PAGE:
The NHRC found that of the 311 spot enquiries conducted by the teams, in as many as 188 instances (60%), FIRs have not been registered by the police. Even in the 123 cases where FIRs have been registered, in as many as 33 cases (27%), police have resorted to dilution by using milder sections of law. The NHRC team, which visited the villages, observed that “people are not coming out of their houses because of the reason that if they make a complaint, then the goons of TMC will further victimize their family members. The complainants also stated that there is no support or security provided by the police officials and they even got pressured by police to withdraw the complaint or else they refused to take the complaints. Informally, incidents of sexual assault, rape and molestation were also reported, but no one was ready to depose or give any statement to the committee members out of fear and backlash. The downtrodden people were found living miserable lives, everything from the house was looted including food, stove, utensils, etc.”

The report further goes on to say, “It is clear that across the length and breadth of West Bengal, the police miserably failed to perform its duties. It is important that strong deterrent action is taken at least against a few police officers, district heads and SHOs of police stations for their acts of omissions and commission.”

“Analysis of statements recorded of the victims/complainants, supporting documents, data and other related information collected from the spot enquiries, including camp sittings, registered cases, etc., revealed that a large number of criminals, who enjoy state patronage and support, were responsible for abetting, planning, organizing and even committing offences in a systematic and widespread manner,” the report reads.

“Most of the violent incidents included murder, rape, molestation, assault, vandalism, looting, dispossession, arson, extortion, threat and intimidation. Pertinently, they were neither sporadic nor random; instead, they targeted specific persons (those associated with the main opposition party). There are large gaps in the cases registered by police compared to complaints received by this committee,” the NHRC found.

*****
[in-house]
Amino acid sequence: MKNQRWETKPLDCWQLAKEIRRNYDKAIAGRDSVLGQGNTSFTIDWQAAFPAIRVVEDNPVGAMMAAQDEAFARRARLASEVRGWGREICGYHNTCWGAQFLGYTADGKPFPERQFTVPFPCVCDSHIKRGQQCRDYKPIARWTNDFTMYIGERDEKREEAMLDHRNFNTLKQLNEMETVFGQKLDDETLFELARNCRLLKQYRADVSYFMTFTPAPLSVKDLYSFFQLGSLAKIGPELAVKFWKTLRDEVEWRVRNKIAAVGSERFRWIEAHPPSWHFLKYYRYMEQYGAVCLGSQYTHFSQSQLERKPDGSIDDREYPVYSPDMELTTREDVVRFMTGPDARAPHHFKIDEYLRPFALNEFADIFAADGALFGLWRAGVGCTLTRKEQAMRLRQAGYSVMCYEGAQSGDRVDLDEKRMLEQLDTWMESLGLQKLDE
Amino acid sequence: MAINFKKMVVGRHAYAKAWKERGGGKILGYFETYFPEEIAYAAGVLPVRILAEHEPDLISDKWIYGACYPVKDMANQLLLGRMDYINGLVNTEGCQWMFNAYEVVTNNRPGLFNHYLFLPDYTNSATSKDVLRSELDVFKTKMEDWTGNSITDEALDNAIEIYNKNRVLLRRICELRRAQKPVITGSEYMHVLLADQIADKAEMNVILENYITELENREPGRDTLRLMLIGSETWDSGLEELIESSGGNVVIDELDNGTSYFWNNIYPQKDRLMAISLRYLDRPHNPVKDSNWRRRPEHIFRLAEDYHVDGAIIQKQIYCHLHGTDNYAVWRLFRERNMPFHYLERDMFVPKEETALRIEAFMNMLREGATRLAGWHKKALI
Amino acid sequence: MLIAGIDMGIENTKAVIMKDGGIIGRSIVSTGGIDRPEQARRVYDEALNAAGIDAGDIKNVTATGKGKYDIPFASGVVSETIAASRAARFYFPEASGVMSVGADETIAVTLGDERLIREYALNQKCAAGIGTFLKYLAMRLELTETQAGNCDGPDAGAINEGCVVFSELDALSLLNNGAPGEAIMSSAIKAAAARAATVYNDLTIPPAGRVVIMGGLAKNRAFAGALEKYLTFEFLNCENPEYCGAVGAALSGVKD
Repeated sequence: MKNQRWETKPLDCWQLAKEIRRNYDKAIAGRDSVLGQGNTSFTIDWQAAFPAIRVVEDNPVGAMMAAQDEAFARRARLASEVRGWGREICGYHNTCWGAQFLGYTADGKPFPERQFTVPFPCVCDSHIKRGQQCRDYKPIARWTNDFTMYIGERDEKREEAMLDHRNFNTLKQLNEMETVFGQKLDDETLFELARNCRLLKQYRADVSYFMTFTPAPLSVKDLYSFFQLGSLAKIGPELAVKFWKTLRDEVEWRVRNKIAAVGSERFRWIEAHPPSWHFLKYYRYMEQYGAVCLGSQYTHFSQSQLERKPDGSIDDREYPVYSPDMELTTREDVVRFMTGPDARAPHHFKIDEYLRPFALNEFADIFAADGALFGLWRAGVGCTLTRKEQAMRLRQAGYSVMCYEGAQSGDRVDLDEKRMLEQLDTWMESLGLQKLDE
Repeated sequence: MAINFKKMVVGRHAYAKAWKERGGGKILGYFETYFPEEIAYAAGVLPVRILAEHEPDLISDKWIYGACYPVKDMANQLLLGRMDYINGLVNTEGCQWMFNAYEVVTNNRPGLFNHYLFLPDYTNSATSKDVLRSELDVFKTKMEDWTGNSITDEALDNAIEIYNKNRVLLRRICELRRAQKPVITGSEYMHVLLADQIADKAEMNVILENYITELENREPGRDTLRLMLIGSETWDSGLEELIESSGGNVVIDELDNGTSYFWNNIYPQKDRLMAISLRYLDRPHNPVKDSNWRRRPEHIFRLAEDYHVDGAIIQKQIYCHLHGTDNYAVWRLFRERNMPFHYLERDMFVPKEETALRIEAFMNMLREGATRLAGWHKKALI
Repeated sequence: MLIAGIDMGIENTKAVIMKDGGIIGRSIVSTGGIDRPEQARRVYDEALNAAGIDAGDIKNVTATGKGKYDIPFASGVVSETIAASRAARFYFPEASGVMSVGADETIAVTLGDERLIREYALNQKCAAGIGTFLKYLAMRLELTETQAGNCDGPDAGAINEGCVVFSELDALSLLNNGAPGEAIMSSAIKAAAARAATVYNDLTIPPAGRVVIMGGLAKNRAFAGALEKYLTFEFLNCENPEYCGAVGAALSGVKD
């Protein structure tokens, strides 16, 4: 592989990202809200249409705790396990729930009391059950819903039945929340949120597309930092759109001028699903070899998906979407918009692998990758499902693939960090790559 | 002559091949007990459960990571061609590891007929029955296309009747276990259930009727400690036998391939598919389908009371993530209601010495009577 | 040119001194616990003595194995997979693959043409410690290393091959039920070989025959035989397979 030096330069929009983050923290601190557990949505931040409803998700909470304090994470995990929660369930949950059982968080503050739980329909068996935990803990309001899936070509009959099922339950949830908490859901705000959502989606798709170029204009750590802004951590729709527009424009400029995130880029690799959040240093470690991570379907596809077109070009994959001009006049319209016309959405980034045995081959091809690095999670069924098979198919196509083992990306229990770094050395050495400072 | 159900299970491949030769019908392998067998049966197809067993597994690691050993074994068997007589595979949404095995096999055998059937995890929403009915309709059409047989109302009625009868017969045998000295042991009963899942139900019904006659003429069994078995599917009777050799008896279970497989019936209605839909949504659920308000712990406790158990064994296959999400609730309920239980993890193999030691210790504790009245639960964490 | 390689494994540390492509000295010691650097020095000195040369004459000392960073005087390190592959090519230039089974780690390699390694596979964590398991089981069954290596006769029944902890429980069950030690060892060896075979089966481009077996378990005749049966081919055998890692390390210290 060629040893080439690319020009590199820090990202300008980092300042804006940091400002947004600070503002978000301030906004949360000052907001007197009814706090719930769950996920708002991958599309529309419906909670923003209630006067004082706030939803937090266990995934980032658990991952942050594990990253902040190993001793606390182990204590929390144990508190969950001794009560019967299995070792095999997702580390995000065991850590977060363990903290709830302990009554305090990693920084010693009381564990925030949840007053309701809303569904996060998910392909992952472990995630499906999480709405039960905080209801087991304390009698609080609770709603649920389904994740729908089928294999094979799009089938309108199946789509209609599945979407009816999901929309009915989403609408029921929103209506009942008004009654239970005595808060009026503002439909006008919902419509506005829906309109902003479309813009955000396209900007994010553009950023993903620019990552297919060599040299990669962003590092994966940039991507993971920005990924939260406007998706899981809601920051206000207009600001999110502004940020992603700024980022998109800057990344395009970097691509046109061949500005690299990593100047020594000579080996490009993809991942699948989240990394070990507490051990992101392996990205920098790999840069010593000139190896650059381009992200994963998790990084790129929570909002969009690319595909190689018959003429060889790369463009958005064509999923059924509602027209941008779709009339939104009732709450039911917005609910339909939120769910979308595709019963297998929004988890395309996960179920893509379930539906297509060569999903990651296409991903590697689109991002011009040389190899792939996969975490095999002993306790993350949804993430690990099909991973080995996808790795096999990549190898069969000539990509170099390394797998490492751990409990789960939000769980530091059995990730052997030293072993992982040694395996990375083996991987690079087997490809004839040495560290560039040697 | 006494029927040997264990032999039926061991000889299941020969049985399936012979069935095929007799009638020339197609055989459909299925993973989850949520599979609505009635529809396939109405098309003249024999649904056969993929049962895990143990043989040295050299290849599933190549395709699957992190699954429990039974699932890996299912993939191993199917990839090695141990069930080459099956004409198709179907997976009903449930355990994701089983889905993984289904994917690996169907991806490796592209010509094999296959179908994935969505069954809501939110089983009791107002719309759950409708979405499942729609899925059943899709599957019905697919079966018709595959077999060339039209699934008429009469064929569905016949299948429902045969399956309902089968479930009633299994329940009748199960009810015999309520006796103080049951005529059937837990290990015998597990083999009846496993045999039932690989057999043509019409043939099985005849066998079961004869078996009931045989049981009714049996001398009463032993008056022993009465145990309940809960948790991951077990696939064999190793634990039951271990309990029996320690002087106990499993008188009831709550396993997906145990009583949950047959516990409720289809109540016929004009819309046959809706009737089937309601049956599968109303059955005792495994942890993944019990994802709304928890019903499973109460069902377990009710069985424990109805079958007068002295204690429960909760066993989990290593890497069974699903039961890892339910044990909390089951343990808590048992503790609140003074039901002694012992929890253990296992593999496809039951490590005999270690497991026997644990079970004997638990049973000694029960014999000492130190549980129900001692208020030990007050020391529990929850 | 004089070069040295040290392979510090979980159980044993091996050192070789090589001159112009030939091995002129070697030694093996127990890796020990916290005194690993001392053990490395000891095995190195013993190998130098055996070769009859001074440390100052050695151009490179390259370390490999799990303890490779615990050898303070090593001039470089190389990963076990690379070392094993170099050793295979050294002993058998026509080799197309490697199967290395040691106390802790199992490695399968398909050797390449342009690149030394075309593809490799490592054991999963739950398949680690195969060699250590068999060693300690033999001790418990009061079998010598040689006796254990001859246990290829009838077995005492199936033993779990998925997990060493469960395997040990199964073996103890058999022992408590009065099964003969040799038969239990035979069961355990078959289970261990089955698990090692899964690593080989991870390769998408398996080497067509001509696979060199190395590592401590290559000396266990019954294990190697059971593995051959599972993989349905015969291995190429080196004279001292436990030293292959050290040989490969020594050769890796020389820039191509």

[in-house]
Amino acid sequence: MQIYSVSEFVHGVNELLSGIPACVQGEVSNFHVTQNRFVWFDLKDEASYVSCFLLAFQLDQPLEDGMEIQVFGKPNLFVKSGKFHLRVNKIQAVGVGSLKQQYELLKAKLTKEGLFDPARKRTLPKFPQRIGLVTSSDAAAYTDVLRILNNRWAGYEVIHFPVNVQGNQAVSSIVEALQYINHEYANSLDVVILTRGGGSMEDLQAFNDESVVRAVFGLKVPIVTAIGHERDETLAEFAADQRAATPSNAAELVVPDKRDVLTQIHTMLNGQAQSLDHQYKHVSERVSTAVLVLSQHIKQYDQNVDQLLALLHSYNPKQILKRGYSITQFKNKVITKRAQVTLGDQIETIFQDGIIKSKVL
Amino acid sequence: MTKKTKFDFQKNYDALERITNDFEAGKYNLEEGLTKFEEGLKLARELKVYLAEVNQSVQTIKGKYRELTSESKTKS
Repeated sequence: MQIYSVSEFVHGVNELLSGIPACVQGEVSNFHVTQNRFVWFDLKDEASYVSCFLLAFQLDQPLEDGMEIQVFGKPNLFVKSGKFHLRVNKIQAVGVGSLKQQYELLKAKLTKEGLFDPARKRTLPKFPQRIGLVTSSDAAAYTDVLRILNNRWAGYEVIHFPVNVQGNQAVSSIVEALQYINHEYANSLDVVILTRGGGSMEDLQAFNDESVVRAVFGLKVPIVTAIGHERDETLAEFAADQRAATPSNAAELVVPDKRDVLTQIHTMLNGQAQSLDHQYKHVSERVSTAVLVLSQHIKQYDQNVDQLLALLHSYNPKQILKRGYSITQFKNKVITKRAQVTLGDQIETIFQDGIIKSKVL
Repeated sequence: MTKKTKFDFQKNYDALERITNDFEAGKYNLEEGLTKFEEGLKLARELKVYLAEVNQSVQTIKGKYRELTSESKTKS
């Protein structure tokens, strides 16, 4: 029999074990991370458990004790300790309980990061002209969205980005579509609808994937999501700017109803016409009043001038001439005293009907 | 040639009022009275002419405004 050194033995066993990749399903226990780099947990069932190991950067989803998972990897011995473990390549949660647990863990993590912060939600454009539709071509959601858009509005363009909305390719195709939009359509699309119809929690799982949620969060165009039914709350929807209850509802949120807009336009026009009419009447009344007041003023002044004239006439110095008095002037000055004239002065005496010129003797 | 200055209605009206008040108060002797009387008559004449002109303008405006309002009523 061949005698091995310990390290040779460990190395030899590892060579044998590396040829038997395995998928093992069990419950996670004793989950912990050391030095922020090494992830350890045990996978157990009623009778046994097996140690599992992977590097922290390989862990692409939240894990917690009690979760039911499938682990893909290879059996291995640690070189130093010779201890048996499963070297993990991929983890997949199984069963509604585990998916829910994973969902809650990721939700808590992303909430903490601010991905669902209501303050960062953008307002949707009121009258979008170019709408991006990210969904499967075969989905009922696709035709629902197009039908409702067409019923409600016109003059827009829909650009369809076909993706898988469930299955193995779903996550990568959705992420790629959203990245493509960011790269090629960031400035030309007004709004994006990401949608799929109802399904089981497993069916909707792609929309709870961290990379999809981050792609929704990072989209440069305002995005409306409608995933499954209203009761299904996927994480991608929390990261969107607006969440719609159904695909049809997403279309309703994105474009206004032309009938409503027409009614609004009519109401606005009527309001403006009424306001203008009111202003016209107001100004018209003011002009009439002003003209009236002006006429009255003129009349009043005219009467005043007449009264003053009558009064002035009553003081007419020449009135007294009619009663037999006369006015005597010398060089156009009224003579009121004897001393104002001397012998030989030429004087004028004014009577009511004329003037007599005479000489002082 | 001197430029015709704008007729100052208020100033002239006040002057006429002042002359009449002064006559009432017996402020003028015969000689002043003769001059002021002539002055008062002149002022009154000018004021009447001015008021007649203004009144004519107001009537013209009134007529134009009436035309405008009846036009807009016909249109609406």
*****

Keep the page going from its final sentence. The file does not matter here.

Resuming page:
According to the NHRC the “violence was retributive. It was in retaliation to those who ‘dared’ to vote or support the major opposition party. Victims were helpless and hopeless due to the torture and trauma. To add to the indignity were reports of instances where heads were tonsured or public apologies were made for having ‘erred’ in supporting the major opposition party.”

“A large number of houses, shops and vehicles, etc., of workers of the main opposition party were vandalized and looted and water and electricity connections severed, resulting in disruption of life and livelihood of these families. Many of the victims were also asked to cough up large sums of money as a precondition to their return to their homes. Many have not yet returned. Several victims complained about their identity cards, like ration cards, Aadhaar cards, Swastha Sathi cards, etc., being snatched or destroyed by goons of the ruling party, which prevented them from availing legitimate benefits from the government. Several victims also complained that they were being discriminated against in getting vaccination for Covid-19 because they were perceived to be supporters of the main opposition party. Owners of some private establishments reportedly showed the door to some of their employees yielding to pressure from goons of the ruling party. Thus, their right to life and to health was being violated,” it reads.

“As in a large number of incidents, there has been rampant burking of offences, including FIRs still not being registered, FIRs registered after many days and in many incidents, the sections invoked are of lesser magnitude. Because of the time lapse between date of incidents and inquiry or investigation in the field, in many cases, especially of alleged rapes/assaults/injuries, collection of evidence may lose relevance as no medical reports were made in a majority of the cases.”

The NHRC members, as per the report, were discouraged from carrying out their responsibility. “The state government made accommodation arrangements for the members of this committee in Bedi Bhavan, Kolkata. This place was absolutely unsuitable due to ill maintenance, bad odour, lack of cleanliness in rooms and kitchen, etc. It is learnt that the state government has better accommodation in Kolkata, but chose to not provide the same to the committee. Similarly, the lodging arrangements for Sri Rasheed were very poor. Moreover, adequate transport was not provided to a team of the Inquiry Committee on 10.7.2021.”

“The spate of violence shows a pernicious politico-bureaucratic-criminal nexus. Criminals indulged in violence against political rivals while the bureaucratic edifice was complicit in various degrees. This is a deadly combination that has sinister implications for any state and will ultimately corrode the entire edifice. The presence of this nexus in a border state also has larger national security implications.”